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Product Details

ISBN-13:
9780807001622
Publisher:
Beacon Press
Publication date:
09/10/2013
Sold by:
Barnes & Noble
Format:
NOOK Book
Pages:
328
File size:
1 MB

Meet the Author

Award-winning photojournalist and author, David Bacon has spent twenty years as a labor organizer and immigrant rights activist. He has been a reporter and documentary photographer for eighteen years, shooting for many national publications, and has exhibited his work internationally. He is an associate editor at Pacific News Service and hosts a weekly radio show on labor, immigration, and the global economy on KPFA-FM.

Read an Excerpt

When I left the organizing staff of the United Farm Workers in the late 1970s, I took with me some functional working-class Spanish and a new worldview. I grew up in Oakland, California, and knew nothing about Mexican culture before I left the Bay Area to work in rural California and Arizona. In the union I began to learn—the UFW was a great teacher, and I’ll always be grateful to the workers and organizers I met there for changing my life.

I was a pretty good organizer in a union that had some of the best. I helped workers pull together their committees and picket lines, and fight the foremen and the growers. I have good instincts and grew up in a left-wing family, so in many ways my own culture fit pretty well. And I really loved the union’s culture. Holding hands and singing in union meetings! Eating lunch and talking in the grape rows or under the tangerine trees. No sleep.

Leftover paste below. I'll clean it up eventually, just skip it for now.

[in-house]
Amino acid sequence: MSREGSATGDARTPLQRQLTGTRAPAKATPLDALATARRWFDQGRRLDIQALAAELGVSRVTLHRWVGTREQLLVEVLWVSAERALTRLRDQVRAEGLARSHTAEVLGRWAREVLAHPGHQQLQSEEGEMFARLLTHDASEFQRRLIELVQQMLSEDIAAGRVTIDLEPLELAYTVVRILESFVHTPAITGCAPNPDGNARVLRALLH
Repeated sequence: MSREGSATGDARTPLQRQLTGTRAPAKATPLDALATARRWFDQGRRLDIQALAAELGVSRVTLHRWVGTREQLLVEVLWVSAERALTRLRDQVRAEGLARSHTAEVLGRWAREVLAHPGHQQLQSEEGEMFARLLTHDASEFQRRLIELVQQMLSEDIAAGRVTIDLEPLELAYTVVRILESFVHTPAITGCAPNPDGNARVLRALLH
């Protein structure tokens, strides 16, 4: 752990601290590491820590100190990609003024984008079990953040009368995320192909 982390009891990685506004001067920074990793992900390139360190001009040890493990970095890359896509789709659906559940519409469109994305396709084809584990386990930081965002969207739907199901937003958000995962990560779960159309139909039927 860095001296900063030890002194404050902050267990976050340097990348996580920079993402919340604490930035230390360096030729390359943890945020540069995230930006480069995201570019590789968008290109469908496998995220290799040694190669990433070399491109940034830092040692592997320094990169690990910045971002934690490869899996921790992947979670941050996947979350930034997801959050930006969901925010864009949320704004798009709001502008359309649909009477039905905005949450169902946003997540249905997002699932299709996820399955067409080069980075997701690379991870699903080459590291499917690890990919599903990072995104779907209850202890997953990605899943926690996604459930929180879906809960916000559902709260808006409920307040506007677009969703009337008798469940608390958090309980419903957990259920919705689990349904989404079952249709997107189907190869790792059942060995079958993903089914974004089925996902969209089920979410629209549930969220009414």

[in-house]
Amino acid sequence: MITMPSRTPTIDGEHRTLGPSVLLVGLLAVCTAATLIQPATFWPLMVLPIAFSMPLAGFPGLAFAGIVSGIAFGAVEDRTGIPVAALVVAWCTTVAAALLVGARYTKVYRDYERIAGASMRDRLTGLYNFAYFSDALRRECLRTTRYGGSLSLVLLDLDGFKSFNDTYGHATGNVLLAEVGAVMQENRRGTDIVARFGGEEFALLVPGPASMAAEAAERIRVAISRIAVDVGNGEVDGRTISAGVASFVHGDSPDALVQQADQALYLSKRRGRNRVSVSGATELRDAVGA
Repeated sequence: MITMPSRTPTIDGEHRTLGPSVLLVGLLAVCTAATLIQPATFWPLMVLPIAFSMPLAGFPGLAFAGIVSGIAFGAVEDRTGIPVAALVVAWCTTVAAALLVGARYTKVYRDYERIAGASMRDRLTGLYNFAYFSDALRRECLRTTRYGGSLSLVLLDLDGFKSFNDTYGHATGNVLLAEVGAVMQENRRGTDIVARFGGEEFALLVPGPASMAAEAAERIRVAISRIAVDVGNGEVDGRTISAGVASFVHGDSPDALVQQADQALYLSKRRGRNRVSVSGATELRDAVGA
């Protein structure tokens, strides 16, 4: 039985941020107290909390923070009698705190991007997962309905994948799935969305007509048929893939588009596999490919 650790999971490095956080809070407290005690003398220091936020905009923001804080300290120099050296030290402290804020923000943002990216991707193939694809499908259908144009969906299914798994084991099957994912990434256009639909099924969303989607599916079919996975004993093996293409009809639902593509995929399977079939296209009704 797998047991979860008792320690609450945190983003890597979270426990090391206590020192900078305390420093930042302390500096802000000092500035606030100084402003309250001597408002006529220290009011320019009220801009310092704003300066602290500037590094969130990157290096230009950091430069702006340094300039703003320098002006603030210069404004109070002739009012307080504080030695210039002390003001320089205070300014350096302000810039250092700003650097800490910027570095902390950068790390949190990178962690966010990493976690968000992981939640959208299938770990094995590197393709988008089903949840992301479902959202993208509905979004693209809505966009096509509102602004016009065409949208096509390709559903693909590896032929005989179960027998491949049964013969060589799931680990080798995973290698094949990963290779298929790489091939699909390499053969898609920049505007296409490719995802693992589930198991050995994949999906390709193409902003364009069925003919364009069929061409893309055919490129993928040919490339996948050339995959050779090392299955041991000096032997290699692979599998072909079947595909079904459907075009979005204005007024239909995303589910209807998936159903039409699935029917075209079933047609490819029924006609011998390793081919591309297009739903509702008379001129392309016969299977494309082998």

Here’s how the day went during just one campaign in Calexico and the Imperial Valley. We’d have meetings of worker/organizers til midnight, then meetings with the campaign leaders til one, then get up at three to get down to the Hoyo when workers were crossing the border, then drive in the dark up to Blythe, then talk for hours next to the field with workers waiting for the ice to melt on the lettuce, then house visits after work in Mexicali, and then the meetings in the evening all over again.

You get the idea. Exhausting. Inspiring. You learn a whole world in a short time.

The other thing I took with me leaving union staff, or rather didn’t take with me, was money. I had to get a job quickly, to pay child support and just to live. So I went to Salinas to get a job picking strawberries. I couldn’t last a week bending over that far, and my hands were far too slow. So I went over to Hollister to get a dispatch at the union hall to work the wine grape harvest at Almaden, then one of the world’s largest wineries.

A thousand workers showed up the morning the picking started. I was the only white guy. Most knew each other from previous harvests, so they quickly formed crews and went to work. A few dozen were left, and from them each tractor driver picked the six who would pick behind his gondola. Finally there were just six left. It was like not getting picked for softball in junior high.